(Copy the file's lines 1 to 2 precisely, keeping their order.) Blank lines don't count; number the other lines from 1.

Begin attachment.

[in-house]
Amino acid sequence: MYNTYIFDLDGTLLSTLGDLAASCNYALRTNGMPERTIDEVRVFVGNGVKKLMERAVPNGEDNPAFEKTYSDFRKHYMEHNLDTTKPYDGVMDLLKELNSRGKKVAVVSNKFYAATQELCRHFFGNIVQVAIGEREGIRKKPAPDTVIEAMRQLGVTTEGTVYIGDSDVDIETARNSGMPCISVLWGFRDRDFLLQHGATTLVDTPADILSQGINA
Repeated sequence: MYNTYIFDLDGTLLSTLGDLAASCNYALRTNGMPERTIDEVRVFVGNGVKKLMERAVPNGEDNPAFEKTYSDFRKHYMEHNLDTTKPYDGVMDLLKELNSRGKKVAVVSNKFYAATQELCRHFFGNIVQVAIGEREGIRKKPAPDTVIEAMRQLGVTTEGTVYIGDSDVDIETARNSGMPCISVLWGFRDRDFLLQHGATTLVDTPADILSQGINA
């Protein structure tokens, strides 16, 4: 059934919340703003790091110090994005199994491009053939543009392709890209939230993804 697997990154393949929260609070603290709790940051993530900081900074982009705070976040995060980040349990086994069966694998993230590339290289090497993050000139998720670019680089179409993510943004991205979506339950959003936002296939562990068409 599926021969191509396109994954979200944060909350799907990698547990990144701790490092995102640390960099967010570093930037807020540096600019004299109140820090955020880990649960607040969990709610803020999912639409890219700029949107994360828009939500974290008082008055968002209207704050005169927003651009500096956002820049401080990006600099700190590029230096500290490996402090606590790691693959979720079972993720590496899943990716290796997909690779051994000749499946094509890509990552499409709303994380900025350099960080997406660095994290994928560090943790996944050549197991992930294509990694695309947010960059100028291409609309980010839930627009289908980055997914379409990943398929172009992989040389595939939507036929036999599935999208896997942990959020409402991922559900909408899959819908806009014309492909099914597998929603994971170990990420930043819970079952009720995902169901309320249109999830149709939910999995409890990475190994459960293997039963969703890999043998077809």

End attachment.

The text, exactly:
[in-house]
Amino acid sequence: MYNTYIFDLDGTLLSTLGDLAASCNYALRTNGMPERTIDEVRVFVGNGVKKLMERAVPNGEDNPAFEKTYSDFRKHYMEHNLDTTKPYDGVMDLLKELNSRGKKVAVVSNKFYAATQELCRHFFGNIVQVAIGEREGIRKKPAPDTVIEAMRQLGVTTEGTVYIGDSDVDIETARNSGMPCISVLWGFRDRDFLLQHGATTLVDTPADILSQGINA